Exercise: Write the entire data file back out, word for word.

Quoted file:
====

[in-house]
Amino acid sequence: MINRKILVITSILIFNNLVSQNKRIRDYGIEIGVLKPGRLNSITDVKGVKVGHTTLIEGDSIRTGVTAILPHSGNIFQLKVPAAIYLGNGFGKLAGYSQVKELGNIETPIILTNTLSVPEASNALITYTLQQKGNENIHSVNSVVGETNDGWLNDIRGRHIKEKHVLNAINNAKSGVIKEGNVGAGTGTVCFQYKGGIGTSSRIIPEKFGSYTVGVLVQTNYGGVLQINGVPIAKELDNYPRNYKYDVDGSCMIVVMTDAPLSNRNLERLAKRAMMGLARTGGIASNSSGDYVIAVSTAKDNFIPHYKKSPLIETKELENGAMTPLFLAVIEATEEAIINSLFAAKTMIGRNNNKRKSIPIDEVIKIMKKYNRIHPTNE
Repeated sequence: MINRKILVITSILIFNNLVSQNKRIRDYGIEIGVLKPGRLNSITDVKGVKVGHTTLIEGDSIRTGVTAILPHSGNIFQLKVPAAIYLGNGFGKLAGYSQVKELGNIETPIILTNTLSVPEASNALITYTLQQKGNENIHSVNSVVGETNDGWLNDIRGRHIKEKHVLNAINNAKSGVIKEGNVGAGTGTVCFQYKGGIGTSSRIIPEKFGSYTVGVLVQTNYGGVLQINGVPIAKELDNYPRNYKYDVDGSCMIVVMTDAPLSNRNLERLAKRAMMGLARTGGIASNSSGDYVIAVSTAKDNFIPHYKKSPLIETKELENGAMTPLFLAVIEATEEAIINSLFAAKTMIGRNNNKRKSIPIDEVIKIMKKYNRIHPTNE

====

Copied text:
[in-house]
Amino acid sequence: MINRKILVITSILIFNNLVSQNKRIRDYGIEIGVLKPGRLNSITDVKGVKVGHTTLIEGDSIRTGVTAILPHSGNIFQLKVPAAIYLGNGFGKLAGYSQVKELGNIETPIILTNTLSVPEASNALITYTLQQKGNENIHSVNSVVGETNDGWLNDIRGRHIKEKHVLNAINNAKSGVIKEGNVGAGTGTVCFQYKGGIGTSSRIIPEKFGSYTVGVLVQTNYGGVLQINGVPIAKELDNYPRNYKYDVDGSCMIVVMTDAPLSNRNLERLAKRAMMGLARTGGIASNSSGDYVIAVSTAKDNFIPHYKKSPLIETKELENGAMTPLFLAVIEATEEAIINSLFAAKTMIGRNNNKRKSIPIDEVIKIMKKYNRIHPTNE
Repeated sequence: MINRKILVITSILIFNNLVSQNKRIRDYGIEIGVLKPGRLNSITDVKGVKVGHTTLIEGDSIRTGVTAILPHSGNIFQLKVPAAIYLGNGFGKLAGYSQVKELGNIETPIILTNTLSVPEASNALITYTLQQKGNENIHSVNSVVGETNDGWLNDIRGRHIKEKHVLNAINNAKSGVIKEGNVGAGTGTVCFQYKGGIGTSSRIIPEKFGSYTVGVLVQTNYGGVLQINGVPIAKELDNYPRNYKYDVDGSCMIVVMTDAPLSNRNLERLAKRAMMGLARTGGIASNSSGDYVIAVSTAKDNFIPHYKKSPLIETKELENGAMTPLFLAVIEATEEAIINSLFAAKTMIGRNNNKRKSIPIDEVIKIMKKYNRIHPTNE